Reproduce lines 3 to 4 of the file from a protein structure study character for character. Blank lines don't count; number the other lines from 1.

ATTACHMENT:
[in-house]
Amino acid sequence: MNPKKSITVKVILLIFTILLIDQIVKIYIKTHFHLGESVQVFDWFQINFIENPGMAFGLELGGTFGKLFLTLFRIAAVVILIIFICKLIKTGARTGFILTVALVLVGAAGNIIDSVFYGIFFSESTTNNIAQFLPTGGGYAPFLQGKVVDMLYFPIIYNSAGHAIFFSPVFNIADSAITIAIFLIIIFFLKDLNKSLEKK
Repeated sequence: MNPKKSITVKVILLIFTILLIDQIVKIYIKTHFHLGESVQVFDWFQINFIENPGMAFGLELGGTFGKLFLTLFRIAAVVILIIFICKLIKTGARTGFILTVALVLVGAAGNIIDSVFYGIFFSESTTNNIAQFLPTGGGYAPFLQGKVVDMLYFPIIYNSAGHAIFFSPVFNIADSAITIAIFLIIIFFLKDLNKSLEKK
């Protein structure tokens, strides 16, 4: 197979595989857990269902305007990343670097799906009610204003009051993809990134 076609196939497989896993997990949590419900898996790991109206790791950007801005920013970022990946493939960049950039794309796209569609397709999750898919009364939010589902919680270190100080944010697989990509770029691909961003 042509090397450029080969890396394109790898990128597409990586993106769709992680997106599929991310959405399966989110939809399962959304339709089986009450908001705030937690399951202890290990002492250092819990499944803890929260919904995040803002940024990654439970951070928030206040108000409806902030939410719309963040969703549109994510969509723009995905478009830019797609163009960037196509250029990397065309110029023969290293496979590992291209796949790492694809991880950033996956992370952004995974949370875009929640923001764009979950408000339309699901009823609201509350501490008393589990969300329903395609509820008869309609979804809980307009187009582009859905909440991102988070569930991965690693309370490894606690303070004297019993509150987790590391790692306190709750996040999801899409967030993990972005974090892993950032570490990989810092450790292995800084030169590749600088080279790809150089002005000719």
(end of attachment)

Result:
Repeated sequence: MNPKKSITVKVILLIFTILLIDQIVKIYIKTHFHLGESVQVFDWFQINFIENPGMAFGLELGGTFGKLFLTLFRIAAVVILIIFICKLIKTGARTGFILTVALVLVGAAGNIIDSVFYGIFFSESTTNNIAQFLPTGGGYAPFLQGKVVDMLYFPIIYNSAGHAIFFSPVFNIADSAITIAIFLIIIFFLKDLNKSLEKK
């Protein structure tokens, strides 16, 4: 197979595989857990269902305007990343670097799906009610204003009051993809990134 076609196939497989896993997990949590419900898996790991109206790791950007801005920013970022990946493939960049950039794309796209569609397709999750898919009364939010589902919680270190100080944010697989990509770029691909961003 042509090397450029080969890396394109790898990128597409990586993106769709992680997106599929991310959405399966989110939809399962959304339709089986009450908001705030937690399951202890290990002492250092819990499944803890929260919904995040803002940024990654439970951070928030206040108000409806902030939410719309963040969703549109994510969509723009995905478009830019797609163009960037196509250029990397065309110029023969290293496979590992291209796949790492694809991880950033996956992370952004995974949370875009929640923001764009979950408000339309699901009823609201509350501490008393589990969300329903395609509820008869309609979804809980307009187009582009859905909440991102988070569930991965690693309370490894606690303070004297019993509150987790590391790692306190709750996040999801899409967030993990972005974090892993950032570490990989810092450790292995800084030169590749600088080279790809150089002005000719």